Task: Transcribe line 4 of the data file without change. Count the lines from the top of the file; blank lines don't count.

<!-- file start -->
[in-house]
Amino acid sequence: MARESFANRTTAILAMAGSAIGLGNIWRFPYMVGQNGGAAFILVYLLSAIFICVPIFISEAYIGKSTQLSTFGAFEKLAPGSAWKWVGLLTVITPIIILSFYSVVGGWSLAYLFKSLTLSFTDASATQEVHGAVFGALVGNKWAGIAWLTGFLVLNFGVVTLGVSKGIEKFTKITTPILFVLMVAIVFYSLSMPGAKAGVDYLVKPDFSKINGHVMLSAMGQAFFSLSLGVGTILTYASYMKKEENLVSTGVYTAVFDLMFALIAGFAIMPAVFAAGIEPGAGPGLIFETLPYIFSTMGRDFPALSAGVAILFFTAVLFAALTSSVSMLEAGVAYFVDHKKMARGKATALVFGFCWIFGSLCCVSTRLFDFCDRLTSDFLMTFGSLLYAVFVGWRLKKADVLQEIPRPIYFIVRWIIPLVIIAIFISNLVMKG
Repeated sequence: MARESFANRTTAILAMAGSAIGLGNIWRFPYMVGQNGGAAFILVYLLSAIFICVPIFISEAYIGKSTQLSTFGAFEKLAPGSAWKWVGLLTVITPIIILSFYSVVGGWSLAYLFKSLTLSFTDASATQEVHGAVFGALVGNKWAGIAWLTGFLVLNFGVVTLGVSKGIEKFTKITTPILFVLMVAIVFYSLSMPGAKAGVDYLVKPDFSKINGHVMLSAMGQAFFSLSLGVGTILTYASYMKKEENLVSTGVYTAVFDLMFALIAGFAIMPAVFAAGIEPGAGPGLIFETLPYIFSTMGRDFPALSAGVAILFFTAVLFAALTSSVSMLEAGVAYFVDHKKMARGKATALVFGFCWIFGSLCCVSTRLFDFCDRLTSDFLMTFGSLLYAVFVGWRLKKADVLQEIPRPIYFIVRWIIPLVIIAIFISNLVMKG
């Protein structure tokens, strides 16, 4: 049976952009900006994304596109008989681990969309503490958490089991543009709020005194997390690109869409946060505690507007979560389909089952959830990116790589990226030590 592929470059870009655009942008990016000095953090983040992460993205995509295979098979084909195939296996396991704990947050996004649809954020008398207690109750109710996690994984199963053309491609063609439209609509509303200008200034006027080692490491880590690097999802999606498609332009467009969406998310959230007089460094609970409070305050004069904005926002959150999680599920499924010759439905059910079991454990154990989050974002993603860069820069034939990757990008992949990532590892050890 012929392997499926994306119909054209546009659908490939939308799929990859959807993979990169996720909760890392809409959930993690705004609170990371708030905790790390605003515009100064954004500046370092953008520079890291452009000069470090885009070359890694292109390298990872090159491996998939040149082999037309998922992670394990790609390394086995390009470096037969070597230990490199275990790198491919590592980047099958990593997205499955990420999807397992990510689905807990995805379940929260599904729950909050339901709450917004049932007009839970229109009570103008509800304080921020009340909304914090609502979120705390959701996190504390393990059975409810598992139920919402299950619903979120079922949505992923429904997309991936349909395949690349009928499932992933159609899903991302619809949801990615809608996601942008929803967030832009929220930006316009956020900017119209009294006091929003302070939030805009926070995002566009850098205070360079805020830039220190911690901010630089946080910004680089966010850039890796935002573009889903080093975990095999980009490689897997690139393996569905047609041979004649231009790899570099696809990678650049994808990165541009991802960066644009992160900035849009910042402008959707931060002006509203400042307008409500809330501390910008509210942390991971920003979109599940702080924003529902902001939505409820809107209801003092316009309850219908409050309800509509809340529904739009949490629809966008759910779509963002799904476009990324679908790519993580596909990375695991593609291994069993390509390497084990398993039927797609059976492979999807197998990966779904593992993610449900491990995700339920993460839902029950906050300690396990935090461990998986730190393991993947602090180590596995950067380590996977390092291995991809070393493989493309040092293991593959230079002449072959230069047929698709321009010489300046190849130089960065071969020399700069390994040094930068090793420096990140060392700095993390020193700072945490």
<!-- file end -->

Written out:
């Protein structure tokens, strides 16, 4: 049976952009900006994304596109008989681990969309503490958490089991543009709020005194997390690109869409946060505690507007979560389909089952959830990116790589990226030590 592929470059870009655009942008990016000095953090983040992460993205995509295979098979084909195939296996396991704990947050996004649809954020008398207690109750109710996690994984199963053309491609063609439209609509509303200008200034006027080692490491880590690097999802999606498609332009467009969406998310959230007089460094609970409070305050004069904005926002959150999680599920499924010759439905059910079991454990154990989050974002993603860069820069034939990757990008992949990532590892050890 012929392997499926994306119909054209546009659908490939939308799929990859959807993979990169996720909760890392809409959930993690705004609170990371708030905790790390605003515009100064954004500046370092953008520079890291452009000069470090885009070359890694292109390298990872090159491996998939040149082999037309998922992670394990790609390394086995390009470096037969070597230990490199275990790198491919590592980047099958990593997205499955990420999807397992990510689905807990995805379940929260599904729950909050339901709450917004049932007009839970229109009570103008509800304080921020009340909304914090609502979120705390959701996190504390393990059975409810598992139920919402299950619903979120079922949505992923429904997309991936349909395949690349009928499932992933159609899903991302619809949801990615809608996601942008929803967030832009929220930006316009956020900017119209009294006091929003302070939030805009926070995002566009850098205070360079805020830039220190911690901010630089946080910004680089966010850039890796935002573009889903080093975990095999980009490689897997690139393996569905047609041979004649231009790899570099696809990678650049994808990165541009991802960066644009992160900035849009910042402008959707931060002006509203400042307008409500809330501390910008509210942390991971920003979109599940702080924003529902902001939505409820809107209801003092316009309850219908409050309800509509809340529904739009949490629809966008759910779509963002799904476009990324679908790519993580596909990375695991593609291994069993390509390497084990398993039927797609059976492979999807197998990966779904593992993610449900491990995700339920993460839902029950906050300690396990935090461990998986730190393991993947602090180590596995950067380590996977390092291995991809070393493989493309040092293991593959230079002449072959230069047929698709321009010489300046190849130089960065071969020399700069390994040094930068090793420096990140060392700095993390020193700072945490």